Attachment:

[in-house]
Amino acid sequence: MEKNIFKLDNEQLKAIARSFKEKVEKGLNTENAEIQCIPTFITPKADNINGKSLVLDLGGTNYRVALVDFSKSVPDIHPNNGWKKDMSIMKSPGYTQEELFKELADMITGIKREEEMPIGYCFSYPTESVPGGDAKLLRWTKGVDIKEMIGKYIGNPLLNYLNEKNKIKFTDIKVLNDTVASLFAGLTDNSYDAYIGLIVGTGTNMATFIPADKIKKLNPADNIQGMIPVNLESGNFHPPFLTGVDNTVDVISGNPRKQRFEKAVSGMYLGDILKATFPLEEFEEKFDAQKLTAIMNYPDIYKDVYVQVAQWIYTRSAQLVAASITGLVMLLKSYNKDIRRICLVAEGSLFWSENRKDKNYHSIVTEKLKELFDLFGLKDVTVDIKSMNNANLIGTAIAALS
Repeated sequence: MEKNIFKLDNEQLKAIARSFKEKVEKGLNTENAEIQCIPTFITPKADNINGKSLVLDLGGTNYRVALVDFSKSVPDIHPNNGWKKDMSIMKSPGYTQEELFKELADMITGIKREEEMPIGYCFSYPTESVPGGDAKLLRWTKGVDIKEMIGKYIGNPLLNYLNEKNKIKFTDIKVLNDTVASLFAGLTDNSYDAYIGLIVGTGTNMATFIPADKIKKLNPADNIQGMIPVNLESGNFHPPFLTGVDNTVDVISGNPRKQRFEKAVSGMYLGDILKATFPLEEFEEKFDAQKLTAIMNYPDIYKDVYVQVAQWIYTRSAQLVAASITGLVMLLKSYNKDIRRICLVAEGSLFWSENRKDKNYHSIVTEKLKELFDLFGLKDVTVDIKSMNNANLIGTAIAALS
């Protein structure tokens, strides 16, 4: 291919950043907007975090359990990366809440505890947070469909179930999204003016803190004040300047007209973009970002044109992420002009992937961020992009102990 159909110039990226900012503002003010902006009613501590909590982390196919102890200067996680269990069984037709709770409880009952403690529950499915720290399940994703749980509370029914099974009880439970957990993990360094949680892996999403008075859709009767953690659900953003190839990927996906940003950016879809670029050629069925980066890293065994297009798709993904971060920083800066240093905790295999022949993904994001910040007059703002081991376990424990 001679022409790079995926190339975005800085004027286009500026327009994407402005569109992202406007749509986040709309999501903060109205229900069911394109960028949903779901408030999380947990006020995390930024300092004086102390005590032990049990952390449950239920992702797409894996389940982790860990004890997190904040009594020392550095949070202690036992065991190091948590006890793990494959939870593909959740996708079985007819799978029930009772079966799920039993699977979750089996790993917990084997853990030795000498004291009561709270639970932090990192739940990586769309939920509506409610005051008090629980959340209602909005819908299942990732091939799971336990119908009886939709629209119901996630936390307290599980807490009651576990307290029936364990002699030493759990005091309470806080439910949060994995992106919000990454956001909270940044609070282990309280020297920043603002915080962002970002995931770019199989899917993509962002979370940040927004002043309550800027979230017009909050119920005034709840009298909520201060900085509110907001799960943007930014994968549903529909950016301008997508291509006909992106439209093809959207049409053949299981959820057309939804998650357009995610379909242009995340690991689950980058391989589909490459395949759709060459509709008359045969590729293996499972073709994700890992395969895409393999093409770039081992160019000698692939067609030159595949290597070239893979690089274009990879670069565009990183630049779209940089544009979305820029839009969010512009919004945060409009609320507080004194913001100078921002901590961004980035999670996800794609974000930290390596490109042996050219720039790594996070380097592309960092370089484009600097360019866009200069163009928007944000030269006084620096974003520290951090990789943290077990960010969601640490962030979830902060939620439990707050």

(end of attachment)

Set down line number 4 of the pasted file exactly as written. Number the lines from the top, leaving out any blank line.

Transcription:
């Protein structure tokens, strides 16, 4: 291919950043907007975090359990990366809440505890947070469909179930999204003016803190004040300047007209973009970002044109992420002009992937961020992009102990 159909110039990226900012503002003010902006009613501590909590982390196919102890200067996680269990069984037709709770409880009952403690529950499915720290399940994703749980509370029914099974009880439970957990993990360094949680892996999403008075859709009767953690659900953003190839990927996906940003950016879809670029050629069925980066890293065994297009798709993904971060920083800066240093905790295999022949993904994001910040007059703002081991376990424990 001679022409790079995926190339975005800085004027286009500026327009994407402005569109992202406007749509986040709309999501903060109205229900069911394109960028949903779901408030999380947990006020995390930024300092004086102390005590032990049990952390449950239920992702797409894996389940982790860990004890997190904040009594020392550095949070202690036992065991190091948590006890793990494959939870593909959740996708079985007819799978029930009772079966799920039993699977979750089996790993917990084997853990030795000498004291009561709270639970932090990192739940990586769309939920509506409610005051008090629980959340209602909005819908299942990732091939799971336990119908009886939709629209119901996630936390307290599980807490009651576990307290029936364990002699030493759990005091309470806080439910949060994995992106919000990454956001909270940044609070282990309280020297920043603002915080962002970002995931770019199989899917993509962002979370940040927004002043309550800027979230017009909050119920005034709840009298909520201060900085509110907001799960943007930014994968549903529909950016301008997508291509006909992106439209093809959207049409053949299981959820057309939804998650357009995610379909242009995340690991689950980058391989589909490459395949759709060459509709008359045969590729293996499972073709994700890992395969895409393999093409770039081992160019000698692939067609030159595949290597070239893979690089274009990879670069565009990183630049779209940089544009979305820029839009969010512009919004945060409009609320507080004194913001100078921002901590961004980035999670996800794609974000930290390596490109042996050219720039790594996070380097592309960092370089484009600097360019866009200069163009928007944000030269006084620096974003520290951090990789943290077990960010969601640490962030979830902060939620439990707050």